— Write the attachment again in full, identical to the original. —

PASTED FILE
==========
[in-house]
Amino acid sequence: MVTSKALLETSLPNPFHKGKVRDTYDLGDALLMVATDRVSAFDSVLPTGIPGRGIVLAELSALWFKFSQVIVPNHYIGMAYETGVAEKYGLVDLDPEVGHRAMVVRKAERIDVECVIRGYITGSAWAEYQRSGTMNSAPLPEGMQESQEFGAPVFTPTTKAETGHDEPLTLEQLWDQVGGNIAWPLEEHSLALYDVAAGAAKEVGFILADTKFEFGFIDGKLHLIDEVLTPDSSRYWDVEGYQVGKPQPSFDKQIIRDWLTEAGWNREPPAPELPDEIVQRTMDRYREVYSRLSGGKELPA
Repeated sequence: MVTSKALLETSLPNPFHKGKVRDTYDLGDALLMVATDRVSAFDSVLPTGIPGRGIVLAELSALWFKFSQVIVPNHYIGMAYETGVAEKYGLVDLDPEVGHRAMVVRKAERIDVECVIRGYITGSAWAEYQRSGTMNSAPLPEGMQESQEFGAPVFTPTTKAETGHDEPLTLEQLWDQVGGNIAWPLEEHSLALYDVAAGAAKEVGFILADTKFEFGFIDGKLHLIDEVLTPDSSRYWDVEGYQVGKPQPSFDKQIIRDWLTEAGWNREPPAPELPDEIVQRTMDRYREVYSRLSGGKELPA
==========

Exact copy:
[in-house]
Amino acid sequence: MVTSKALLETSLPNPFHKGKVRDTYDLGDALLMVATDRVSAFDSVLPTGIPGRGIVLAELSALWFKFSQVIVPNHYIGMAYETGVAEKYGLVDLDPEVGHRAMVVRKAERIDVECVIRGYITGSAWAEYQRSGTMNSAPLPEGMQESQEFGAPVFTPTTKAETGHDEPLTLEQLWDQVGGNIAWPLEEHSLALYDVAAGAAKEVGFILADTKFEFGFIDGKLHLIDEVLTPDSSRYWDVEGYQVGKPQPSFDKQIIRDWLTEAGWNREPPAPELPDEIVQRTMDRYREVYSRLSGGKELPA
Repeated sequence: MVTSKALLETSLPNPFHKGKVRDTYDLGDALLMVATDRVSAFDSVLPTGIPGRGIVLAELSALWFKFSQVIVPNHYIGMAYETGVAEKYGLVDLDPEVGHRAMVVRKAERIDVECVIRGYITGSAWAEYQRSGTMNSAPLPEGMQESQEFGAPVFTPTTKAETGHDEPLTLEQLWDQVGGNIAWPLEEHSLALYDVAAGAAKEVGFILADTKFEFGFIDGKLHLIDEVLTPDSSRYWDVEGYQVGKPQPSFDKQIIRDWLTEAGWNREPPAPELPDEIVQRTMDRYREVYSRLSGGKELPA